In a move that echoes the global shift toward sustainability, the UK government is contemplating a ban on new petrol-powered mopeds and motorcycles sales by 2030 and 2035, respectively. This latest initiative aligns with the broader trend of phasing out combustion-powered vehicles, with the Department for Transport (DfT) envisioning a cleaner and greener future for urban mobility.
The proposal, currently under consultation until September 21, has stirred discussions within the motorcycle and automotive industry, with many anticipating the eventual implementation of the ban. The government’s stance reflects its commitment to embracing zero-emission motorcycles and two-wheelers as efficient and environmentally friendly modes of transportation.
With an estimated 1.4 million motorcycles licensed for the road in 2020, the DfT acknowledges the potential benefits of transitioning to electric mobility, citing congestion reduction, improved urban air quality, and noise reduction as key advantages. The move is part of a broader strategy to align the motorcycle industry with the global push toward cleaner energy alternatives.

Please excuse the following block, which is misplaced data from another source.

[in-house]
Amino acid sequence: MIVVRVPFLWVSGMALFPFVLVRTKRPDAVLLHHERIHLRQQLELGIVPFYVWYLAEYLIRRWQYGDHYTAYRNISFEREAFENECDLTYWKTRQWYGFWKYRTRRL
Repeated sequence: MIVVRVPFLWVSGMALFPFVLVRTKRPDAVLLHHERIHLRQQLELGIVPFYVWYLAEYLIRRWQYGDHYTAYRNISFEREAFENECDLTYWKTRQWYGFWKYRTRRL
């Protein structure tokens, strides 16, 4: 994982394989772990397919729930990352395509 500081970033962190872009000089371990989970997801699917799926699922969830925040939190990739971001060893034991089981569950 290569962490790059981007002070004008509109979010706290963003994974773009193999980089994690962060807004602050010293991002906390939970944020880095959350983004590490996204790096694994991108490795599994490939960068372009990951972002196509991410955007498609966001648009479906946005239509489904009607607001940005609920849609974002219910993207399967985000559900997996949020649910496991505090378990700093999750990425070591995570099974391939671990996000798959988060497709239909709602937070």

To facilitate this transition, the DfT has allocated £582 million for grants supporting plug-in motorcycles, vans, and taxis, signaling a commitment to fostering new industrial opportunities and encouraging the development of sustainable technologies in the UK. As the motorcycle landscape transforms, riders and industry stakeholders are left contemplating a future where the familiar roar of petrol-powered engines could become a distant memory.